“I was doing similar poetry before punk, but punk’s opened up more exciting gigs. Jazz clubs and pubs are alright, but they’re not so much of an event as new wave gigs. It was more or less reading while people are eating chips.

“I’ve written loads of stuff but the stuff I perform at gigs tends to be be a certain type which isn’t always the kind of poem that I write, but I’m only really interested in poems that get an immediate response. That’s what I’m interested in doing on stage, as opposed to the kind of more esoteric stuff.

“Poems that have built up a large working class audience even if the ‘immediate response’ isn’t favorable…

“I’ve got the largest collection of broken glasses in Britain. They’re all mounted on little plaques at home, ‘Lyceum, March,’ ‘Vortex, December.'”

Ed Banger suffered the same fate at the Lyceum, and I suspect Jilted John would have done four months ago (the blind injustice of it all). Talking of suffering, was the ‘B’ side of the new single ‘Kung Fu International’ where our hero is set upon by an embryonic Bruce Lee outside a Chinkie take-away based on real life?

“Oh aye, yeah, I got jumped in Wally Range. It was half a dozen blokes, they gave us a severe pasting then discovered I was the wrong geezer.”

‘Kung Fu International’ is more representative of the stage Clarke, stripped of musical backing. The ‘A’ side ‘Post War Glamour Girl’ is recited over a disco backing which wasn’t favourably received by the critics… “Yeah, it’s completely different to what I’ve been doing, but all this ‘signs to a record company, they make him go disco’ stuff, it wasn’t like that at all. CBS didn’t have anything to do with the production of the single or the lp, it’s all my fault.”

The album, tentatively titled ‘Bins And Hooters’ is due out in October and “A lot of it is like the single as opposed to the ‘Innocents’ EP which was pretty doomy. It’s been mixed for daytime listening. There’s ‘Reader’s Wives,’ Valley of the Lost Women,’ ‘Tracksuit,’ ‘Health Fanatic,’ ‘I Married A Monster From Outer Space,’ ‘I Was A Teenage Werewolf – Or Was I,’ oh, and a couple of live tracks too, ‘Salome Maloney’, and a live version of ‘Psycle Sluts.’”

Do you ever use a backing band live?

“Well I did one a half gigs with the Curious Yellows, but not usually. I think I’d like to do some gigs with a group, say maybe two distinctly different sets.”

How about talking about some of the poems, like ‘I Married A Monster’ which which is usually interpreted as anti-racist.

“Yeah, that’s the kind of theme that runs through it. I don’t like to put one sort of meaning on anything, not even on poems that are as one-dimesional as that. But yeah, that’s the apparant theme that runs through that one, racialism, extending to intergalactic regions. Racist attitudes in the space age are really anachronistic aren’t they. You’re exploring other planets and people still can’t get on with somebody in Africa…

‘Action Man’ is about the link between impotence and the need for violence, probably. ‘Cos Action Man, as you know, has got all the equipment except genitalia. Quite meticulously completed by craftsmen.”

How about ‘Post War Glamour Girl’?

“That’s sort of a mongrel. I hate talking about poems, specially that one, which is sort of loosely hinged on the glamour theme – the way women are pictured as opposed to the way they actually are, and the way men are supposed to react to pictures of women in certain scenarios, the tiger rug and the telephone. I’ve got this pack of nude playing cards on me that I got from a joke shop that were sort of knocked up in the 50’s and the 50’s idea of what is glamorous is completely different to today’s.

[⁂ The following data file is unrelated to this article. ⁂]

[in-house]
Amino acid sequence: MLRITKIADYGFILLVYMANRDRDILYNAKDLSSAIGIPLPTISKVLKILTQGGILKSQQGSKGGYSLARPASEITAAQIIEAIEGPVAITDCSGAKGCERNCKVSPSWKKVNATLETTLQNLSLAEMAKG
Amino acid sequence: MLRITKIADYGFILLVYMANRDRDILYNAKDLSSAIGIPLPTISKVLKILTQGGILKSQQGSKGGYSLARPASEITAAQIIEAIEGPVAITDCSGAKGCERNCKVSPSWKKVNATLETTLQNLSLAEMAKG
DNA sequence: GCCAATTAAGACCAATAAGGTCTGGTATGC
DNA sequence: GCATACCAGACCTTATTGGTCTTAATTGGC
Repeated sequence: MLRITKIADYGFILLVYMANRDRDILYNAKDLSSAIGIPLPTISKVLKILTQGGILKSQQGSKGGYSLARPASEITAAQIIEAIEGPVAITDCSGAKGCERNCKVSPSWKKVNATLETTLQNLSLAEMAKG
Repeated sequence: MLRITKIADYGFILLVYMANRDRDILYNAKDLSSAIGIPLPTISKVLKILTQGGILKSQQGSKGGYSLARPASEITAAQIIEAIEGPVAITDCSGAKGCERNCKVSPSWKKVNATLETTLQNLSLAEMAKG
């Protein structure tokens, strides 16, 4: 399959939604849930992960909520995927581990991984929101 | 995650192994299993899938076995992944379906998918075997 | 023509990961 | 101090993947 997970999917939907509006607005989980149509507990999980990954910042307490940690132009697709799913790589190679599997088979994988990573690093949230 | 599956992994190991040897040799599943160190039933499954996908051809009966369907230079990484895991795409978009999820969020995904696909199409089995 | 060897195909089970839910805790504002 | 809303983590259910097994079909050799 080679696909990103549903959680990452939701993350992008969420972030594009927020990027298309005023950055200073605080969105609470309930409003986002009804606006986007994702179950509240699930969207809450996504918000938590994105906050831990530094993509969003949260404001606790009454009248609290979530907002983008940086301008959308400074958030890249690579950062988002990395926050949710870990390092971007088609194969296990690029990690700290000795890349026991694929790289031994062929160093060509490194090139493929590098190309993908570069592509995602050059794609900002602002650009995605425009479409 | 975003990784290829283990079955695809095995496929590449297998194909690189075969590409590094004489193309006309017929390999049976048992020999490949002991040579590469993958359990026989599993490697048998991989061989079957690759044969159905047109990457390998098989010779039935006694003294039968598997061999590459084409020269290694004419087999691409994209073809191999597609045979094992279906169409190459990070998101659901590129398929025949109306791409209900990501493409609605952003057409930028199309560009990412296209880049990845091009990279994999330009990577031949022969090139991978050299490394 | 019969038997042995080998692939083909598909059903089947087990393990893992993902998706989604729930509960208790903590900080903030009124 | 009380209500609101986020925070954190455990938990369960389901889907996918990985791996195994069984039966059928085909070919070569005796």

“Health Fanatic’ is my latest poem, it’s about the health trend, the sort of people who run at the sides of roads in the vain belief that they’re getting healthy when in actual fact they’re breathing in eighty times more lead than anyone else. Deep breaths with their mouths open, and all this diesel going down their throats. They’ll probably joss it next year. If they took it easy, that’d have probably been alright…”

I remember when we were about 13 we used to buy health magazines…. “Oh aye, ‘Health & Efficiency’ ‘H & E.’ At one time it was the only magazine you could ever get to see pubic hair in. It’s kinda taking advantage of the nudists, magazines like that. It’s a bit like exploiting children in a way… I’ve written a lot about pornography, it’s a bit of an obsession really.”

Bred of a misspent youth perched over Men Only?

“Yeah, but not only that sort of pornography, soft porn gets me an’ all. Asexual pornography. I think it’s very strange, asexual pornography. It’s like a daft thing to want to do. I think the last thing pornography should do is make sex appear like it isn’t dirty. I think it’ll make people impotent, that attitude, eventually. Like Woody Allen says, ‘sex is only dirty if you’re doing it right’.

Woody Allen meets Lenny Bruce, Ian Dury and British-hipster-comedian-who-makes-it-in-the-States and Lord Buckley are all in the name-checking that constitutes J.C.C’s list of acknowledged influences, along with Mickey Spillane, pop music, pulp sci-fi, television, movies, Dada, and anarchism. What about other poets?

“The first poetry I ever read and was actually excited by was the futurists. Poets like D’Annunzio and Marinetti. Actually they were fascist poets as it happens, they later aligned with Mussolini, but I’m not into that part of it. They were the first poets who used hard imagery, lots of it, spread it all over. Of the surrealists, I love the painters. I like René Magritte especially and Dorothea Tanning as well, and Leonor Fini. I like Dali…’

Shame he’s a fascist… “He’s sort of apolitical, him. But he used to do stuff for Franco and his family. I just don’t think he’s at all interested in that sort of aspect of it, he’d probably say he was apolitical. Well he wouldn’t say that, he’d say something that’d really baffle you. But I think he’s coming from an aploitical direction which is something I’m cynical of. I think an apolitical stance is a political stance. Me, I’m bigotted, I’m biased. There are whole sections of the population that I just put in a bag and say ‘He was bound to say that, he’s right.’